· On December 4, 1913, under the librarianship of Mrs. Edith S. Hamilton, Albany Library opened in a one story store front building shared with Albany City Hall.

· On March 21, 1934, a second story was added to the building and the city offices remained on the first floor and the library occupied the second floor.

· On December 8, 1952, the Library relocated to 1216 Solano Avenue largely due to the dedication of Albany Citizen, Rosemary Paine, Vice President of the Albany Library Board.

· In 1969, the Friends of the Albany Library was founded and flourished due to the commitment of Mary and Bill Hartung and other dedicated community members. The first book sale was held on the patio of the library and raised $200 for the library. The Friends of the Albany Library continue to thrive and support the library with an annual operating budget of over $70,000.

· On January 24, 1994, the Library was relocated to 1247 Marin Avenue on the former site of the Albany Hospital.

· On January 26, 2014, the Albany Historical Society, in partnership with the Friends of the Albany Library, the City of Albany and the Alameda County Library, honored and celebrate the Albany Library’s Centennial.

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Clean Hands campaign – 1914

Librarian Lineage:

Mrs. Edith S. Hamilton (1913-1928)
Mrs. Kathleen Watkinson (1920-1928)
Mrs. Martha Woodworth (1923-1953)
Mrs. Mildred Hein (1928-1931)
Miss Shirley Preston (1931-1948)
Mrs. Kathleen Watkinson (1948-1962)
Miss Marian Blackie (1952-1954)
Mrs. Harriet V. Lee (1953-1954)
Mrs. Mary Popper (1954-1957)
Mrs. Elizabeth Anger (1962-1969)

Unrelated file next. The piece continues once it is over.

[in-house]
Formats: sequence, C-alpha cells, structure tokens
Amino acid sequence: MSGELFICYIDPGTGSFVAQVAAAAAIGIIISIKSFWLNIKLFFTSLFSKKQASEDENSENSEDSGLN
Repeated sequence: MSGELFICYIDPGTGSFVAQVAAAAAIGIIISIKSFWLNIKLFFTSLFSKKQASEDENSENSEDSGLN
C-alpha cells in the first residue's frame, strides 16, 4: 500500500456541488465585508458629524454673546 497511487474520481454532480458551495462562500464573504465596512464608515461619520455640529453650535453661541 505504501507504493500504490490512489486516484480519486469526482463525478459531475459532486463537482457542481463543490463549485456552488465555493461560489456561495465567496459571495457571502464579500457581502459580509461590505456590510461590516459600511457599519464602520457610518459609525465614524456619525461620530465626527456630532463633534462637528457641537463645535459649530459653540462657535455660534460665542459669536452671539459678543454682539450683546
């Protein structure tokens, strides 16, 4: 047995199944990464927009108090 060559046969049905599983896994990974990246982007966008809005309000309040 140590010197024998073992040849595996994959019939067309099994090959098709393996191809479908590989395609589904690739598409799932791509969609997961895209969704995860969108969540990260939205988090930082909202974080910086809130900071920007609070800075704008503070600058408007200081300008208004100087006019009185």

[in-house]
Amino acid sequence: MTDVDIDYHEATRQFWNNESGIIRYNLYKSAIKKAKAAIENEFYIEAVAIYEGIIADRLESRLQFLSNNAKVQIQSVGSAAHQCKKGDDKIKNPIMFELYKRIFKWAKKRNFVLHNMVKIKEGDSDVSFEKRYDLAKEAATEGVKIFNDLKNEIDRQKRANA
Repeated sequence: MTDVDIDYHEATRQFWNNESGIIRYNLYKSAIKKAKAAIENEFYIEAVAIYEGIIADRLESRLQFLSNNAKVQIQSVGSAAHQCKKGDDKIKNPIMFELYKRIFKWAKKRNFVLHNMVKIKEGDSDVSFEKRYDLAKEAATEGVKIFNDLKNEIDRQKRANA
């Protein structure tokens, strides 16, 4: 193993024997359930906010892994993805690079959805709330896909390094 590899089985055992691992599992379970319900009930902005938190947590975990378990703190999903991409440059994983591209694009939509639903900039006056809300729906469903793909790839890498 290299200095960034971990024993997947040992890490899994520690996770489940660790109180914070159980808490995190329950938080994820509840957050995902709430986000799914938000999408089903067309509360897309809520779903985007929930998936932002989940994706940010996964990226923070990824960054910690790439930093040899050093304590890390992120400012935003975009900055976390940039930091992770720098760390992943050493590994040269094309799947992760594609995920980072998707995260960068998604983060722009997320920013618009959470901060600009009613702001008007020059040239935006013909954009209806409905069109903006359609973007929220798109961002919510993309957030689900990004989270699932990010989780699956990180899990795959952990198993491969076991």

Ms. Maria Jay (1969-1975)
Ms. Elaine Laessle (1975-1976)
Ms. Joan Ariel (1976-1981)
Ms. Ronnie Davis (1981-2013)
Ms. Deborah Sica (2013-current)

About the Alameda County Library: The Alameda County Library system provides and protects access to books, information and services that promote learning and enjoyment for everyone.

About the City of Albany: The City of Albany is dedicated to maintaining its small town ambience, responding to the needs of a diverse community, and providing a safe, healthy and sustainable environment.

About the Friends of the Albany Library: Friends of the Albany Library will act as a liaison between the community and the library; will help to extend and improve local library services; and will stimulate public support of the Library and other charitable organizations in the community.

About the Albany Historical Society: The purpose of the Albany Historical Society is to discover, preserve, and disseminate knowledge about the history of the Albany CA area. We encourage local residents to share their memories and knowledge of the past through story telling events and have begun to create a historical walking path in Albany using plaques commemorating important places and people. We hope to see you at one of our events soon.

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Police offer tips on how to avoid being “skimmed”

Police are circulating this flier explaining “skimming” and how to avoid falling victim to a thief when using a debit card at an ATM or a store checkout counter.
An incident involving a “shoulder surfer” was reported in Hercules last week.

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1940s El Cerrito home movies offer glimpse of life during wartime and after

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Fairmount School crossing guard in front of Amerio Drugs on San Pablo Avenue.

Posted here are excerpts of home movies of El Cerrito in the 1940s and 1950s that the family of Arthur Lorenzo Hopkins shared with the El Cerrito Historical Society that show slices of life in a city was still early in its development and in many ways still rural. Living just a few doors north of El Cerrito High School, the Hopkins family raised crops and livestock in the double-deep back yard of their home on Pomona Avenue, including cows, chickens and turkeys.